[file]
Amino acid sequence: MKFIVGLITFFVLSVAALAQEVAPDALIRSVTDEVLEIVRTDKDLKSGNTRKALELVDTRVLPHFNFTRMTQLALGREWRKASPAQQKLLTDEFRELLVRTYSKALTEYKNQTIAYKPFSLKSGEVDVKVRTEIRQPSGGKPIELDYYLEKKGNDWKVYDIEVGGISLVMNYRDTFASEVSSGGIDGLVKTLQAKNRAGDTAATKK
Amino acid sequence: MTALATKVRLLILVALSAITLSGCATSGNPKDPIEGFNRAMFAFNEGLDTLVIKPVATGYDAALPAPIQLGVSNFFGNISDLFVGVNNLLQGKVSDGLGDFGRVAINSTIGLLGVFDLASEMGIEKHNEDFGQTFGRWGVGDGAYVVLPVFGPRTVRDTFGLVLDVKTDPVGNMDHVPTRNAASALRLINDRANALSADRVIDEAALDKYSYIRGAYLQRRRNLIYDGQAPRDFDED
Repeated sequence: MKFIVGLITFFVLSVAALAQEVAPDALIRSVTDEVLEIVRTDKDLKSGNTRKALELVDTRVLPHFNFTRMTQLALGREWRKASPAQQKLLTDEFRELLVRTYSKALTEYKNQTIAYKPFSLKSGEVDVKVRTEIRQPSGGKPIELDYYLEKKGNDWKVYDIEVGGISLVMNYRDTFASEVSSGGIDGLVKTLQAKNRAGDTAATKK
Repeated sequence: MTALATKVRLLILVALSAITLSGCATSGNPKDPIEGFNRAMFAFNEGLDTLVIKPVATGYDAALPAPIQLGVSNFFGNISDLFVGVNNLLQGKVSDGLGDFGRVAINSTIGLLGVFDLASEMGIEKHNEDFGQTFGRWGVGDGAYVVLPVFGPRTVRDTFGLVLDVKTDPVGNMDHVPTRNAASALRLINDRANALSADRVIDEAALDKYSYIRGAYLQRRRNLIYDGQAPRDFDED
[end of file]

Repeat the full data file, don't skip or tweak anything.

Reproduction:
Amino acid sequence: MKFIVGLITFFVLSVAALAQEVAPDALIRSVTDEVLEIVRTDKDLKSGNTRKALELVDTRVLPHFNFTRMTQLALGREWRKASPAQQKLLTDEFRELLVRTYSKALTEYKNQTIAYKPFSLKSGEVDVKVRTEIRQPSGGKPIELDYYLEKKGNDWKVYDIEVGGISLVMNYRDTFASEVSSGGIDGLVKTLQAKNRAGDTAATKK
Amino acid sequence: MTALATKVRLLILVALSAITLSGCATSGNPKDPIEGFNRAMFAFNEGLDTLVIKPVATGYDAALPAPIQLGVSNFFGNISDLFVGVNNLLQGKVSDGLGDFGRVAINSTIGLLGVFDLASEMGIEKHNEDFGQTFGRWGVGDGAYVVLPVFGPRTVRDTFGLVLDVKTDPVGNMDHVPTRNAASALRLINDRANALSADRVIDEAALDKYSYIRGAYLQRRRNLIYDGQAPRDFDED
Repeated sequence: MKFIVGLITFFVLSVAALAQEVAPDALIRSVTDEVLEIVRTDKDLKSGNTRKALELVDTRVLPHFNFTRMTQLALGREWRKASPAQQKLLTDEFRELLVRTYSKALTEYKNQTIAYKPFSLKSGEVDVKVRTEIRQPSGGKPIELDYYLEKKGNDWKVYDIEVGGISLVMNYRDTFASEVSSGGIDGLVKTLQAKNRAGDTAATKK
Repeated sequence: MTALATKVRLLILVALSAITLSGCATSGNPKDPIEGFNRAMFAFNEGLDTLVIKPVATGYDAALPAPIQLGVSNFFGNISDLFVGVNNLLQGKVSDGLGDFGRVAINSTIGLLGVFDLASEMGIEKHNEDFGQTFGRWGVGDGAYVVLPVFGPRTVRDTFGLVLDVKTDPVGNMDHVPTRNAASALRLINDRANALSADRVIDEAALDKYSYIRGAYLQRRRNLIYDGQAPRDFDED